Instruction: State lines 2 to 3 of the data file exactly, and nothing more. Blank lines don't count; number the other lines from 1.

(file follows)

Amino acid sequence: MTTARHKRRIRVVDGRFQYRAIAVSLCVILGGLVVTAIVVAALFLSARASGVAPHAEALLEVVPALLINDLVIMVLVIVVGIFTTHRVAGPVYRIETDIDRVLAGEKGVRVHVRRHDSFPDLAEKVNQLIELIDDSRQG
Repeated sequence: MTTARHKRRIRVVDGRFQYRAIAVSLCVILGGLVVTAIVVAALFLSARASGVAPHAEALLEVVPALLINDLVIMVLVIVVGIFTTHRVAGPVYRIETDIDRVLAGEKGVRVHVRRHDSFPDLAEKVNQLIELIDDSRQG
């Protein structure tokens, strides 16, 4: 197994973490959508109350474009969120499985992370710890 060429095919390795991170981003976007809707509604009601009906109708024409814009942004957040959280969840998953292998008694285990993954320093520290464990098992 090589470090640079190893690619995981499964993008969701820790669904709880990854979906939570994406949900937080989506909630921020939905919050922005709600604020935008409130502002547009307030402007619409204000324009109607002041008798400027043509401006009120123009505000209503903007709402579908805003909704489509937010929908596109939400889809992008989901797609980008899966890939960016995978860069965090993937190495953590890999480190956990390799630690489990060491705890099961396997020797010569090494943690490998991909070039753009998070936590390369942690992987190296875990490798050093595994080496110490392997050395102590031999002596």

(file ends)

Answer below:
Repeated sequence: MTTARHKRRIRVVDGRFQYRAIAVSLCVILGGLVVTAIVVAALFLSARASGVAPHAEALLEVVPALLINDLVIMVLVIVVGIFTTHRVAGPVYRIETDIDRVLAGEKGVRVHVRRHDSFPDLAEKVNQLIELIDDSRQG
């Protein structure tokens, strides 16, 4: 197994973490959508109350474009969120499985992370710890 060429095919390795991170981003976007809707509604009601009906109708024409814009942004957040959280969840998953292998008694285990993954320093520290464990098992 090589470090640079190893690619995981499964993008969701820790669904709880990854979906939570994406949900937080989506909630921020939905919050922005709600604020935008409130502002547009307030402007619409204000324009109607002041008798400027043509401006009120123009505000209503903007709402579908805003909704489509937010929908596109939400889809992008989901797609980008899966890939960016995978860069965090993937190495953590890999480190956990390799630690489990060491705890099961396997020797010569090494943690490998991909070039753009998070936590390369942690992987190296875990490798050093595994080496110490392997050395102590031999002596």